College & Workforce Readiness State of the States

‘Covenant’ Would Offer College Scholarships

January 20, 2006 1 min read
  • Save to favorites
  • Print

• Wisconsin
• Gov. James E. Doyle

BRIC ARCHIVE

Gov. James E. Doyle focused in his Jan. 17 State of the State Address on programs he says would help Wisconsin’s middle-class families afford better educational and health-care opportunities.

Higher Education: The Democrat announced his plans for a Wisconsin Covenant, which would provide qualifying students with strong academic and conduct records with free tuition to University of Wisconsin campuses.

The plan would provide tuition grants for students who finished high school, met income requirements, took challenging high school courses, applied for federal and state financial aid, and earned a B average. Students who met the same criteria and came from higher-earning families might qualify for limited aid, Mr. Doyle said.

See Also

Read a complete transcript of Gov. James E. Doyle’s 2006 State of the State Address. Posted by Wisconsin’s Office of the Governor.

“It is an historic commitment to make college more affordable for hard-working Wisconsin families, while giving our high school students an incentive to succeed in the classroom,” the governor said.

Businesses and private foundations could help pay for the program, he said. He gave no specifics on how many students might qualify or how much it would cost the state.

Vouchers: The governor also mentioned the possibility of raising the enrollment cap for the Milwaukee voucher program, but only if more accountability is required of the schools that use the state-funded tuition aid, most of which goes to private schools. About 14,700 students use the $6,000-a-year vouchers.

A version of this article appeared in the January 25, 2006 edition of Education Week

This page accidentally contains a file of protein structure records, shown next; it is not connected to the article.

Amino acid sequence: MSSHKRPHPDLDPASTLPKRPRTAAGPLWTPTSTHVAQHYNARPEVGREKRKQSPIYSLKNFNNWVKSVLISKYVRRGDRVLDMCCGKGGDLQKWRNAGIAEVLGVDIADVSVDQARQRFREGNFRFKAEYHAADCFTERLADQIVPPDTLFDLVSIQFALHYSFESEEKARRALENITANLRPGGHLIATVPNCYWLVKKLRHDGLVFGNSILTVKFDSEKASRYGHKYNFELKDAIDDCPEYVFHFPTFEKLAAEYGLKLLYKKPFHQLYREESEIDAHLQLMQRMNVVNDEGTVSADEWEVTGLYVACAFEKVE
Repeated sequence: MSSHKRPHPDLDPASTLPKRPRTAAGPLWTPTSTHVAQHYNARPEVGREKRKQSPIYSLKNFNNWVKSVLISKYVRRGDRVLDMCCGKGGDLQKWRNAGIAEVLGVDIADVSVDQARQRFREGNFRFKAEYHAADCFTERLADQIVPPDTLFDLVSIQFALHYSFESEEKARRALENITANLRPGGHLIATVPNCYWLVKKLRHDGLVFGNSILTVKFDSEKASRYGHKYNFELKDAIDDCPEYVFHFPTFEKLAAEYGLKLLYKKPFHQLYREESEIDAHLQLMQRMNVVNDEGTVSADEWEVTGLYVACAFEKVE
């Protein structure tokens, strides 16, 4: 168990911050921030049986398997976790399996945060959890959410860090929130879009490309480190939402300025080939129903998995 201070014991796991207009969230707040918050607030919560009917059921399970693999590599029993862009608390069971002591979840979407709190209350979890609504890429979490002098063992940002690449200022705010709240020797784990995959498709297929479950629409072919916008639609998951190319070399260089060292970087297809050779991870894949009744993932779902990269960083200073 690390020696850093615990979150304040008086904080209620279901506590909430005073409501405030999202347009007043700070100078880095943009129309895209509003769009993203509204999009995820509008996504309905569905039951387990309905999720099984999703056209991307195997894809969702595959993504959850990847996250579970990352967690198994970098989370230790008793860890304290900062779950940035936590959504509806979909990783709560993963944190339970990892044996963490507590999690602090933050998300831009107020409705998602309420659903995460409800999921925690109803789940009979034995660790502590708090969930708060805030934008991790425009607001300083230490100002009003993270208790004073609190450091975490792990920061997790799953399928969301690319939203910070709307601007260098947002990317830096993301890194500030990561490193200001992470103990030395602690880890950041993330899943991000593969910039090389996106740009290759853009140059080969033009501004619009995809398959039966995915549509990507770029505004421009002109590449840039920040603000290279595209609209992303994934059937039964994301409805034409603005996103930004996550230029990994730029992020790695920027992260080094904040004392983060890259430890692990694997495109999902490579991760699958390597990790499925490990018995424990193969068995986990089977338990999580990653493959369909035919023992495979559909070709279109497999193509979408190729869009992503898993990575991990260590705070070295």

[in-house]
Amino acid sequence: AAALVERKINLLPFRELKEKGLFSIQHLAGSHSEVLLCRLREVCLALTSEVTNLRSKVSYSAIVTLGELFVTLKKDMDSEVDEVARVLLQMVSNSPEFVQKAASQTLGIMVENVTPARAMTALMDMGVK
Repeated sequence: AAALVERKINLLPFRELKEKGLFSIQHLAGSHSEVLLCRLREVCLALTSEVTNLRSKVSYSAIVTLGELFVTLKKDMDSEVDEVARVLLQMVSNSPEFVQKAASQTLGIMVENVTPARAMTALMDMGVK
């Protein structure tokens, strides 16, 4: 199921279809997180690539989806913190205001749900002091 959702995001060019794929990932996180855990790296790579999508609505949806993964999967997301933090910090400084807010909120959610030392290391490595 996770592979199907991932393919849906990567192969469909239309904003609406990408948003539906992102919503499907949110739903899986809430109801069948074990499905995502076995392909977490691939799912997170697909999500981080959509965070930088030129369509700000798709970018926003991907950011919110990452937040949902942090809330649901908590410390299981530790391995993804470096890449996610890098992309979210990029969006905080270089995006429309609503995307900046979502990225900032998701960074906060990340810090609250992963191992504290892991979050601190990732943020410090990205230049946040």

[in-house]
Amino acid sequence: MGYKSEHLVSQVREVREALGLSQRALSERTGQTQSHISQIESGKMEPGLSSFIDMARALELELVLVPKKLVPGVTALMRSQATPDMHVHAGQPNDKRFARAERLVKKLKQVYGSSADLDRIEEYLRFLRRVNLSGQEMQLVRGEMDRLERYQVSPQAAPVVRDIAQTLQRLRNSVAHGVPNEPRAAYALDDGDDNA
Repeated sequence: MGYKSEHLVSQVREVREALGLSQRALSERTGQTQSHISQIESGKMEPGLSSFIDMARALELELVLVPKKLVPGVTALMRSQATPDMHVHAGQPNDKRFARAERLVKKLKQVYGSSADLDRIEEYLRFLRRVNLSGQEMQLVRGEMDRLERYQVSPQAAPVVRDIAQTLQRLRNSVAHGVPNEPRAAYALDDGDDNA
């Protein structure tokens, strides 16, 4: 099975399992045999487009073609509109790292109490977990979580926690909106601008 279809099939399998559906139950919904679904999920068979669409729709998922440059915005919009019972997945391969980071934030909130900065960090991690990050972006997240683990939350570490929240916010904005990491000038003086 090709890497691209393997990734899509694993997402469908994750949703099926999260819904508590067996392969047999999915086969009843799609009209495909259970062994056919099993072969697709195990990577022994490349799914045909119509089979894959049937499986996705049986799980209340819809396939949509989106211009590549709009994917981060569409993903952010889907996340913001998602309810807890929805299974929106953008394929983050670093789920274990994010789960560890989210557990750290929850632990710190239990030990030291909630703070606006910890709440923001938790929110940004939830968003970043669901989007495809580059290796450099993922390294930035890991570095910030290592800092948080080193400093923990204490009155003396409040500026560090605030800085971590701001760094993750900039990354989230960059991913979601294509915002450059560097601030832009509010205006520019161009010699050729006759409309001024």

Events

This content is provided by our sponsor. It is not written by and does not necessarily reflect the views of Education Week's editorial staff.
Sponsor
Mathematics Webinar
Addressing Unfinished Learning in Math: Providing Tutoring at Scale
Most states as well as the federal government have landed on tutoring as a key strategy to address unfinished learning from the pandemic. Take math, for example. Studies have found that students lost more ground
Content provided by Yup Math Tutoring
Classroom Technology Webinar Building Better Blended Learning in K-12 Schools
The pandemic and the increasing use of technology in K-12 education it prompted has added renewed energy to the blended learning movement as most students are now learning in school buildings (and will likely continue

EdWeek Top School Jobs

Teacher Jobs
Search over ten thousand teaching jobs nationwide — elementary, middle, high school and more.
View Jobs
Principal Jobs
Find hundreds of jobs for principals, assistant principals, and other school leadership roles.
View Jobs
Administrator Jobs
Over a thousand district-level jobs: superintendents, directors, more.
View Jobs
Support Staff Jobs
Search thousands of jobs, from paraprofessionals to counselors and more.
View Jobs

Read Next

College & Workforce Readiness From Our Research Center Class of COVID: 2021's Graduates Are Struggling More and Feeling the Stress
COVID-19 disrupted the class of 2020’s senior year. A year later, the transition to college has in some ways gotten worse.
7 min read
Conceptual illustration of young adults in limbo
Vanessa Solis/Education Week and Klaus Vedfelt/DigitalVision/Getty
College & Workforce Readiness From Our Research Center Helping Students Plan How to Pay for College Is More Important Than Ever: Schools Can Help
Fewer and fewer high school graduates have applied for federal financial aid for college since the pandemic hit.
4 min read
Conceptual Illustration of young person sitting on top of a financial trend line.
Vanessa Solis/Education Week and Klaus Vedfelt/DigitalVision<br/>
College & Workforce Readiness Louisiana Student Finds Stability Amid Tumultuous Freshman Year
Logan Balfantz arrived at the University of Notre Dame last fall considering himself one of the lucky graduates in 2020.
3 min read
Logan Balfantz
Logan Balfantz
Courtesy of Sarah Kubinski
College & Workforce Readiness Layoffs, COVID, Spotty Internet: A Fla. Student Persists in College
Bouts with COVID-19 were just the latest challenges to face class of 2020 graduate Magdalena Estiverne and her family.
2 min read
Magdalina Estiverne poses for a portrait at her home in Orlando, Fla., on October 2, 2020. Estiverne graduated from high school in the spring of 2020 during the COVID-19 pandemic.
Orlando, Fla., student Magdalena Estiverne poses for a portrait in 2020, four months after her high school graduation.
Eve Edelheit for Education Week